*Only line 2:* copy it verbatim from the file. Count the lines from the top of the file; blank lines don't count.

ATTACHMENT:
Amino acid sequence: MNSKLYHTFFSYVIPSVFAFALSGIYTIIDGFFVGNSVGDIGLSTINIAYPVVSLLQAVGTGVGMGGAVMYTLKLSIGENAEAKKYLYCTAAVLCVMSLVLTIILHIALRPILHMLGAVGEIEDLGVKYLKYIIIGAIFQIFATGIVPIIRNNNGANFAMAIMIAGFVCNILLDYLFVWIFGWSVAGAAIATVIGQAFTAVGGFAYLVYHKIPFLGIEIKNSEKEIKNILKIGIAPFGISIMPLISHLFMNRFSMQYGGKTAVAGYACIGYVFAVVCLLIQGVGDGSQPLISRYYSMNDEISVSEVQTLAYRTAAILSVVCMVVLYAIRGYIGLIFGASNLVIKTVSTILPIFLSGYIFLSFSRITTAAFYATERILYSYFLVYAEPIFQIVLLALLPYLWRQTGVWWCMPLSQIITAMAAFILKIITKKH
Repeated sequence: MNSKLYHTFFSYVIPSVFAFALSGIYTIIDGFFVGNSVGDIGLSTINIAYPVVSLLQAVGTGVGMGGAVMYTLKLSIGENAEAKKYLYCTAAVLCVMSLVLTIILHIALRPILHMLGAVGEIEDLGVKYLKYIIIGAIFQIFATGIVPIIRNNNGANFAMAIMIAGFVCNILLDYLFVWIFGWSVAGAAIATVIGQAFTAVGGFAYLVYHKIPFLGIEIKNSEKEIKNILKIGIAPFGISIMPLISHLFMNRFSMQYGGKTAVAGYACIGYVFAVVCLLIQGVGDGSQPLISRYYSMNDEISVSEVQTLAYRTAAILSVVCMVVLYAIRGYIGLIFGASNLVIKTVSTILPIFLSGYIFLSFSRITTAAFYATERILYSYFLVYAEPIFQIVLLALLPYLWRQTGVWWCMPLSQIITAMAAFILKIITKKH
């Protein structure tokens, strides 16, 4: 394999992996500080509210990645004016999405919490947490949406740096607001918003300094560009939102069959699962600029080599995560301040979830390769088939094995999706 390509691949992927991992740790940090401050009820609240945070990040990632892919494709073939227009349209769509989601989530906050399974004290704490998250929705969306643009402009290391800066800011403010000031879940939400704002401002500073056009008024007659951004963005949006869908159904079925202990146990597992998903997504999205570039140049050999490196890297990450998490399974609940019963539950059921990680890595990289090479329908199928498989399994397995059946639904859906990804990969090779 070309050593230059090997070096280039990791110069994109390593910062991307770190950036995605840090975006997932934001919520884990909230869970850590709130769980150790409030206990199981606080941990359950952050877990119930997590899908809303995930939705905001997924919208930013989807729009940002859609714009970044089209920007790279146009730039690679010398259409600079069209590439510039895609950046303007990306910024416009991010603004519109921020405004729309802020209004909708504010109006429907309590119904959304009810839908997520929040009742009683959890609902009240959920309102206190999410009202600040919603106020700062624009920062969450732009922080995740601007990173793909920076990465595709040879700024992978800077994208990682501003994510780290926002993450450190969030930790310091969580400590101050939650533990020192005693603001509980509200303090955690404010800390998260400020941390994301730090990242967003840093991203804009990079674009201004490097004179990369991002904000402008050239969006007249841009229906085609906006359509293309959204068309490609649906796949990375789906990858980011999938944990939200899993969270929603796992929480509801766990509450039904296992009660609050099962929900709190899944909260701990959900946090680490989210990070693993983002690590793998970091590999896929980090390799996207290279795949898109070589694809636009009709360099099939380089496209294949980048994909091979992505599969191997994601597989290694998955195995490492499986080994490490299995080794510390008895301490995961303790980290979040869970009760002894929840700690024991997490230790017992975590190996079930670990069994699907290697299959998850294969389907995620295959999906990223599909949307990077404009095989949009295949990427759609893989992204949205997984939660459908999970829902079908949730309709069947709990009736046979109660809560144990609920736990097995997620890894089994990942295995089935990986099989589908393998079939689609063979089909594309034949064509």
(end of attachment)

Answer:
Repeated sequence: MNSKLYHTFFSYVIPSVFAFALSGIYTIIDGFFVGNSVGDIGLSTINIAYPVVSLLQAVGTGVGMGGAVMYTLKLSIGENAEAKKYLYCTAAVLCVMSLVLTIILHIALRPILHMLGAVGEIEDLGVKYLKYIIIGAIFQIFATGIVPIIRNNNGANFAMAIMIAGFVCNILLDYLFVWIFGWSVAGAAIATVIGQAFTAVGGFAYLVYHKIPFLGIEIKNSEKEIKNILKIGIAPFGISIMPLISHLFMNRFSMQYGGKTAVAGYACIGYVFAVVCLLIQGVGDGSQPLISRYYSMNDEISVSEVQTLAYRTAAILSVVCMVVLYAIRGYIGLIFGASNLVIKTVSTILPIFLSGYIFLSFSRITTAAFYATERILYSYFLVYAEPIFQIVLLALLPYLWRQTGVWWCMPLSQIITAMAAFILKIITKKH